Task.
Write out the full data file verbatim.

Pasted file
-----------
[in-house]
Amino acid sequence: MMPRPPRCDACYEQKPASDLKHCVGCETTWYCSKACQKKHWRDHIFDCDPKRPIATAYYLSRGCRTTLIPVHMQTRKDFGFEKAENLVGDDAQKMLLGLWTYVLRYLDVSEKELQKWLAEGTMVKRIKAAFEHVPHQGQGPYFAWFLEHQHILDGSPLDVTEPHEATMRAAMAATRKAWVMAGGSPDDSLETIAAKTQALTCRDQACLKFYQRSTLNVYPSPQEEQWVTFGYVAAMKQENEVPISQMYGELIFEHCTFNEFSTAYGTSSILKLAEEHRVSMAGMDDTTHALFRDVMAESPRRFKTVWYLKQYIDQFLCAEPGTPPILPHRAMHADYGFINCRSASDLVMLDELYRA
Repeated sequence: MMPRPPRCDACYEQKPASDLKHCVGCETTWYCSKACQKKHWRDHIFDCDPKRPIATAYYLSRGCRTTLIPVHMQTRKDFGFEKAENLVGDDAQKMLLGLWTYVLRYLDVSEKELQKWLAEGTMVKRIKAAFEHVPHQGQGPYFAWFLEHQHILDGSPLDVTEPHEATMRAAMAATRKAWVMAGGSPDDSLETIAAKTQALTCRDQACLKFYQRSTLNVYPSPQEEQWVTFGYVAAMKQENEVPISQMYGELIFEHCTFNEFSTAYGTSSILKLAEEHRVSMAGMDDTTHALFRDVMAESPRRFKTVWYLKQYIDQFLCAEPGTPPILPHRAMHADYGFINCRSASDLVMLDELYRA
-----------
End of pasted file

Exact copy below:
[in-house]
Amino acid sequence: MMPRPPRCDACYEQKPASDLKHCVGCETTWYCSKACQKKHWRDHIFDCDPKRPIATAYYLSRGCRTTLIPVHMQTRKDFGFEKAENLVGDDAQKMLLGLWTYVLRYLDVSEKELQKWLAEGTMVKRIKAAFEHVPHQGQGPYFAWFLEHQHILDGSPLDVTEPHEATMRAAMAATRKAWVMAGGSPDDSLETIAAKTQALTCRDQACLKFYQRSTLNVYPSPQEEQWVTFGYVAAMKQENEVPISQMYGELIFEHCTFNEFSTAYGTSSILKLAEEHRVSMAGMDDTTHALFRDVMAESPRRFKTVWYLKQYIDQFLCAEPGTPPILPHRAMHADYGFINCRSASDLVMLDELYRA
Repeated sequence: MMPRPPRCDACYEQKPASDLKHCVGCETTWYCSKACQKKHWRDHIFDCDPKRPIATAYYLSRGCRTTLIPVHMQTRKDFGFEKAENLVGDDAQKMLLGLWTYVLRYLDVSEKELQKWLAEGTMVKRIKAAFEHVPHQGQGPYFAWFLEHQHILDGSPLDVTEPHEATMRAAMAATRKAWVMAGGSPDDSLETIAAKTQALTCRDQACLKFYQRSTLNVYPSPQEEQWVTFGYVAAMKQENEVPISQMYGELIFEHCTFNEFSTAYGTSSILKLAEEHRVSMAGMDDTTHALFRDVMAESPRRFKTVWYLKQYIDQFLCAEPGTPPILPHRAMHADYGFINCRSASDLVMLDELYRA